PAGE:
I’ve been enjoying starting new books — what greater pleasure is there than diving in to a new book? One of them is Ursula LeGuin’s Left Hand of Darkness; I’m about 40 pages into it and think I’ve figured out what’s going on — it takes a while to get all the new names and new vocabulary and the rules of a new world when reading science fiction — or when reading any book, really, but science fiction especially. It promises to be fun. It’s the first science fiction I’ve read in, oh, probably a couple decades. Perhaps when I’m finished with this I’ll ask for more recommendations.
I also began Bruce Chatwin’s travel book In Patagonia. I’m still figuring out how this book works, too, although once I figure it out I think I’ll end up liking it. Actually, it’s not so different from beginning Left Hand of Darkness because I also have to figure out the “world” of the book — before I began it, I barely knew where Patagonia was. And I have to figure out exactly how Chatwin goes about writing a travel tale. It’s not exactly a straightforward narrative, but is made up of very short chapters, 1-2 pages long, each with their own vignette. So far there’s not much discussion of why he traveled and how he went about all the little steps of the trip — all the connective tissue of the journey; instead, he focuses on interesting people he meets and on the landscape, and he moves really quickly from one incident to the next. It’s amusing — he’ll mention walking down a road, running into a man walking the other direction, and next thing I know, Chatwin is visiting the man’s house, getting introduced to his family, and spending the night there. I’m not exactly sure how they got from passing each other to becoming friends. As far as I can tell, he’s a drifter who sleeps in a bed when he can get one, and behind a bush when he can’t.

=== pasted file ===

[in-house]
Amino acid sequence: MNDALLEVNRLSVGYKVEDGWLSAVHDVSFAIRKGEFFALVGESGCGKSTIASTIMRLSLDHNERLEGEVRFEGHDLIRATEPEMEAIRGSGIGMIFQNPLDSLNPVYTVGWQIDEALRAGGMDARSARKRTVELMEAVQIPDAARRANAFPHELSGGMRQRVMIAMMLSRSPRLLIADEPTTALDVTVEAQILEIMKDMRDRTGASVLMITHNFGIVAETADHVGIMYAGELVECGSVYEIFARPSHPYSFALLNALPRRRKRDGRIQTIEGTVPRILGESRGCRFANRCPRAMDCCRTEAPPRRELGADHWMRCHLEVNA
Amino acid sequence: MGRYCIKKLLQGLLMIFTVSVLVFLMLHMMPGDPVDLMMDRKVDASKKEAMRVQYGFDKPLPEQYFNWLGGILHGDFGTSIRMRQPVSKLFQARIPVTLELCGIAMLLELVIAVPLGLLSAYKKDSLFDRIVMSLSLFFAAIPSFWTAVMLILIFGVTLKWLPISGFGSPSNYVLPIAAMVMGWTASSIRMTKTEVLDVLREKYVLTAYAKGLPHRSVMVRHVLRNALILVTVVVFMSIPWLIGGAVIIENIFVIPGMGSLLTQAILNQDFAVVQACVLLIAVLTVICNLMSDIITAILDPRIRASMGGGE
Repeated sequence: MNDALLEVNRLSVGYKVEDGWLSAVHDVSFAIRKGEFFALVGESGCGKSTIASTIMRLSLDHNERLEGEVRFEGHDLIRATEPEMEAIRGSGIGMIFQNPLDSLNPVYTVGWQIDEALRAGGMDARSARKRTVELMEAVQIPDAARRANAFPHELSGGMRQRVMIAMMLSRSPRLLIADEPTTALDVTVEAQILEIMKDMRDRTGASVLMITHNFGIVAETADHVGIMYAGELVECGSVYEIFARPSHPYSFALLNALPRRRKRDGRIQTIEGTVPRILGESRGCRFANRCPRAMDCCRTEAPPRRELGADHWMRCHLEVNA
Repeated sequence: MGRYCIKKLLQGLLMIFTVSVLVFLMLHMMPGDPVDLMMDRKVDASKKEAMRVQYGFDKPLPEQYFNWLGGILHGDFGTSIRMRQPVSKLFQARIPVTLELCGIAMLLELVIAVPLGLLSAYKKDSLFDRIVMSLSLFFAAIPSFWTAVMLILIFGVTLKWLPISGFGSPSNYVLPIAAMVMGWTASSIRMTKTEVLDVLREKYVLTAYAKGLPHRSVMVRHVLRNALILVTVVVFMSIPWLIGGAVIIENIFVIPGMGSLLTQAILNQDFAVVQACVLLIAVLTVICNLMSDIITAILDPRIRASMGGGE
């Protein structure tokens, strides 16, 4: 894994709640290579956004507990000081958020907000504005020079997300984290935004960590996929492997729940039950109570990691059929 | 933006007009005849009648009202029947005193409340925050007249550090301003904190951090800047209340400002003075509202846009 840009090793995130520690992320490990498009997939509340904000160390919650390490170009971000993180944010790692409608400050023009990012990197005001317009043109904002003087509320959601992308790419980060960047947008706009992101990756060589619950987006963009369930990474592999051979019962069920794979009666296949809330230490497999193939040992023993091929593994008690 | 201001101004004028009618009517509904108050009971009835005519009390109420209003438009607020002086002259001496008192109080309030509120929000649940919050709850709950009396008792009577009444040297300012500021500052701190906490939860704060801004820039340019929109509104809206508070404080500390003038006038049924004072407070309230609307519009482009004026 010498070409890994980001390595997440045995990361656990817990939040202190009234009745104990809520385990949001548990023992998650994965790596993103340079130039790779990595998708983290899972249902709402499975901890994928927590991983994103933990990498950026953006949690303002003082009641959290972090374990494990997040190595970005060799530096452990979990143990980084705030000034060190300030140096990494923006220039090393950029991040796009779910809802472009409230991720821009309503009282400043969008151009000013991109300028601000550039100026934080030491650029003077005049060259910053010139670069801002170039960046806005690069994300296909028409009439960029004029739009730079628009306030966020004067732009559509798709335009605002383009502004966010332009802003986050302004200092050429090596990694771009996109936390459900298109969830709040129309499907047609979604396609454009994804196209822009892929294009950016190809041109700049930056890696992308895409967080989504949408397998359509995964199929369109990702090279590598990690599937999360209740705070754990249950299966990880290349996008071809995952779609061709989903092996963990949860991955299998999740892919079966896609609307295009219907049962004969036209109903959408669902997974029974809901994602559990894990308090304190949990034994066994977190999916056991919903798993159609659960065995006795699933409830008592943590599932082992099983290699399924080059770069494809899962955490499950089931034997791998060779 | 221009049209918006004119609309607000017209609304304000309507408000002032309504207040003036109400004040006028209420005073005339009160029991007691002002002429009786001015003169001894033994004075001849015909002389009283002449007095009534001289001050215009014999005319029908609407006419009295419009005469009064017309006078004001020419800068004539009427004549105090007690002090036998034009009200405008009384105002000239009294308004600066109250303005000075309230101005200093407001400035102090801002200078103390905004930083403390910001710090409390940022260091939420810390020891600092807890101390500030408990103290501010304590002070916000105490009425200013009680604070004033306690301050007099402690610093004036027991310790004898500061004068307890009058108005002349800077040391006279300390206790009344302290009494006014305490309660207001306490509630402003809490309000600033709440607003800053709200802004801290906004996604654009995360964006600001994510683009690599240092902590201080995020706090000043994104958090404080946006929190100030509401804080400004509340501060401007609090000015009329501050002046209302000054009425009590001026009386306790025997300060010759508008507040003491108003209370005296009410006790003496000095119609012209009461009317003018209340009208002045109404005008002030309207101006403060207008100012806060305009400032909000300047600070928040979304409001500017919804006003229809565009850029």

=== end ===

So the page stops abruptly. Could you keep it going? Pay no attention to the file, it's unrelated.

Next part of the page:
I also began listening to Mark Haddon’s The Curious Incident of the Dog in the Night-time, and oh, what a fun book! I love the reader’s voice and accent, and I find the main character so very appealing. Listening to it makes me want to meet him and show him that I get it — that I’m not one of those annoying people who uses sloppy language and tells lies. This book is so charming.